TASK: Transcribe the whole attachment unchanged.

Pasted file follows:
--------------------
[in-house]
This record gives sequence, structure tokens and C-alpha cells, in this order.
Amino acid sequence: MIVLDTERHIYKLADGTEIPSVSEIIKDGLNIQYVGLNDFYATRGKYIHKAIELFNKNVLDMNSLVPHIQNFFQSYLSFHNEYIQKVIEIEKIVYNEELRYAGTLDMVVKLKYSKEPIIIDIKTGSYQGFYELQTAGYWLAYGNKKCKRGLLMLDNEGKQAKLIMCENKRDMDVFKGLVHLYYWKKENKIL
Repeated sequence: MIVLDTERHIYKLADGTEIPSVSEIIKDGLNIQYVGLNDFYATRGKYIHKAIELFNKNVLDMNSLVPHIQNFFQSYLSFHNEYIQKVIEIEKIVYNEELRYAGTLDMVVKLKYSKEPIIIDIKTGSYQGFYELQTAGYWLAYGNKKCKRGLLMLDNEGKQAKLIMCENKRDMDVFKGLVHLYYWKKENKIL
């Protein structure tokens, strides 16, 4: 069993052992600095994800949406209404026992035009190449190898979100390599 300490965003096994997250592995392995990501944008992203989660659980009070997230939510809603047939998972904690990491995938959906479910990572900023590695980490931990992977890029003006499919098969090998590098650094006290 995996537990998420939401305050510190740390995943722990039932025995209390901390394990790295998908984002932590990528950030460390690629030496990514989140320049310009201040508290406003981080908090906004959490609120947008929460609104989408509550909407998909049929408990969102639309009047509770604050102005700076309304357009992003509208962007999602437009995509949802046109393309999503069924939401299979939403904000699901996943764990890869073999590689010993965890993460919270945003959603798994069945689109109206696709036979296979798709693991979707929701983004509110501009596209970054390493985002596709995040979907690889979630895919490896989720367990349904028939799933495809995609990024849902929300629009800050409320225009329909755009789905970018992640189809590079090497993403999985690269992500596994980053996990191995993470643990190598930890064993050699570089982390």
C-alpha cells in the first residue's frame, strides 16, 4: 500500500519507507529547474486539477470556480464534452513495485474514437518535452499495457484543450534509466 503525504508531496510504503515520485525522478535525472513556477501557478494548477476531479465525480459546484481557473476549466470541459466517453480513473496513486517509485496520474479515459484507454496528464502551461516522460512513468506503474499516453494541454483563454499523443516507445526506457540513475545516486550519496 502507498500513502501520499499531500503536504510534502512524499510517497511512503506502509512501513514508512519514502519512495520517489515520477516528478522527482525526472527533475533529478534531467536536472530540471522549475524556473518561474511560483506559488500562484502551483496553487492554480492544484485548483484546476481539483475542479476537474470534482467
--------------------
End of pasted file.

[in-house]
This record gives sequence, structure tokens and C-alpha cells, in this order.
Amino acid sequence: MIVLDTERHIYKLADGTEIPSVSEIIKDGLNIQYVGLNDFYATRGKYIHKAIELFNKNVLDMNSLVPHIQNFFQSYLSFHNEYIQKVIEIEKIVYNEELRYAGTLDMVVKLKYSKEPIIIDIKTGSYQGFYELQTAGYWLAYGNKKCKRGLLMLDNEGKQAKLIMCENKRDMDVFKGLVHLYYWKKENKIL
Repeated sequence: MIVLDTERHIYKLADGTEIPSVSEIIKDGLNIQYVGLNDFYATRGKYIHKAIELFNKNVLDMNSLVPHIQNFFQSYLSFHNEYIQKVIEIEKIVYNEELRYAGTLDMVVKLKYSKEPIIIDIKTGSYQGFYELQTAGYWLAYGNKKCKRGLLMLDNEGKQAKLIMCENKRDMDVFKGLVHLYYWKKENKIL
């Protein structure tokens, strides 16, 4: 069993052992600095994800949406209404026992035009190449190898979100390599 300490965003096994997250592995392995990501944008992203989660659980009070997230939510809603047939998972904690990491995938959906479910990572900023590695980490931990992977890029003006499919098969090998590098650094006290 995996537990998420939401305050510190740390995943722990039932025995209390901390394990790295998908984002932590990528950030460390690629030496990514989140320049310009201040508290406003981080908090906004959490609120947008929460609104989408509550909407998909049929408990969102639309009047509770604050102005700076309304357009992003509208962007999602437009995509949802046109393309999503069924939401299979939403904000699901996943764990890869073999590689010993965890993460919270945003959603798994069945689109109206696709036979296979798709693991979707929701983004509110501009596209970054390493985002596709995040979907690889979630895919490896989720367990349904028939799933495809995609990024849902929300629009800050409320225009329909755009789905970018992640189809590079090497993403999985690269992500596994980053996990191995993470643990190598930890064993050699570089982390």
C-alpha cells in the first residue's frame, strides 16, 4: 500500500519507507529547474486539477470556480464534452513495485474514437518535452499495457484543450534509466 503525504508531496510504503515520485525522478535525472513556477501557478494548477476531479465525480459546484481557473476549466470541459466517453480513473496513486517509485496520474479515459484507454496528464502551461516522460512513468506503474499516453494541454483563454499523443516507445526506457540513475545516486550519496 502507498500513502501520499499531500503536504510534502512524499510517497511512503506502509512501513514508512519514502519512495520517489515520477516528478522527482525526472527533475533529478534531467536536472530540471522549475524556473518561474511560483506559488500562484502551483496553487492554480492544484485548483484546476481539483475542479476537474470534482467